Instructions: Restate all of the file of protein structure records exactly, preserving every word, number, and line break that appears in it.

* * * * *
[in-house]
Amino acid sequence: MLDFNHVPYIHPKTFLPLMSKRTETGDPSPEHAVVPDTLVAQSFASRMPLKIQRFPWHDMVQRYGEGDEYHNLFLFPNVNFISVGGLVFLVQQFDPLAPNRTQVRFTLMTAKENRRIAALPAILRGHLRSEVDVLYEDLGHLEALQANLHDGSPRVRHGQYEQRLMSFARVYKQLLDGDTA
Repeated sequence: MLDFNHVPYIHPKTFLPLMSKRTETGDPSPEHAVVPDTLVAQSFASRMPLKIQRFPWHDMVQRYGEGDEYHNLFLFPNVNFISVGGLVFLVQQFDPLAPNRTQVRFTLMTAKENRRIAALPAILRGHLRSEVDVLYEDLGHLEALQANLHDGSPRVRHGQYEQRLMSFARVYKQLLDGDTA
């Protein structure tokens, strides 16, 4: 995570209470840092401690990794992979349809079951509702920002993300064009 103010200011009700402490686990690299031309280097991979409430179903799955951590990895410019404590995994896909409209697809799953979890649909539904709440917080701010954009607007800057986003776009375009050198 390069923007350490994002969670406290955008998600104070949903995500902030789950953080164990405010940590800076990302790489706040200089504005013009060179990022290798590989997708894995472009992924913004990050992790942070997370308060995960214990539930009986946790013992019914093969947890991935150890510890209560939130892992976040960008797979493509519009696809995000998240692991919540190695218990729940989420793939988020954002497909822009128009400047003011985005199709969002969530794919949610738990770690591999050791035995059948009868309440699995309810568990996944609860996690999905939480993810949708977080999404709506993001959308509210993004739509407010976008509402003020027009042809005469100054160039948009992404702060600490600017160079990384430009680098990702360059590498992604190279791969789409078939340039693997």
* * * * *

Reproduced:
[in-house]
Amino acid sequence: MLDFNHVPYIHPKTFLPLMSKRTETGDPSPEHAVVPDTLVAQSFASRMPLKIQRFPWHDMVQRYGEGDEYHNLFLFPNVNFISVGGLVFLVQQFDPLAPNRTQVRFTLMTAKENRRIAALPAILRGHLRSEVDVLYEDLGHLEALQANLHDGSPRVRHGQYEQRLMSFARVYKQLLDGDTA
Repeated sequence: MLDFNHVPYIHPKTFLPLMSKRTETGDPSPEHAVVPDTLVAQSFASRMPLKIQRFPWHDMVQRYGEGDEYHNLFLFPNVNFISVGGLVFLVQQFDPLAPNRTQVRFTLMTAKENRRIAALPAILRGHLRSEVDVLYEDLGHLEALQANLHDGSPRVRHGQYEQRLMSFARVYKQLLDGDTA
């Protein structure tokens, strides 16, 4: 995570209470840092401690990794992979349809079951509702920002993300064009 103010200011009700402490686990690299031309280097991979409430179903799955951590990895410019404590995994896909409209697809799953979890649909539904709440917080701010954009607007800057986003776009375009050198 390069923007350490994002969670406290955008998600104070949903995500902030789950953080164990405010940590800076990302790489706040200089504005013009060179990022290798590989997708894995472009992924913004990050992790942070997370308060995960214990539930009986946790013992019914093969947890991935150890510890209560939130892992976040960008797979493509519009696809995000998240692991919540190695218990729940989420793939988020954002497909822009128009400047003011985005199709969002969530794919949610738990770690591999050791035995059948009868309440699995309810568990996944609860996690999905939480993810949708977080999404709506993001959308509210993004739509407010976008509402003020027009042809005469100054160039948009992404702060600490600017160079990384430009680098990702360059590498992604190279791969789409078939340039693997």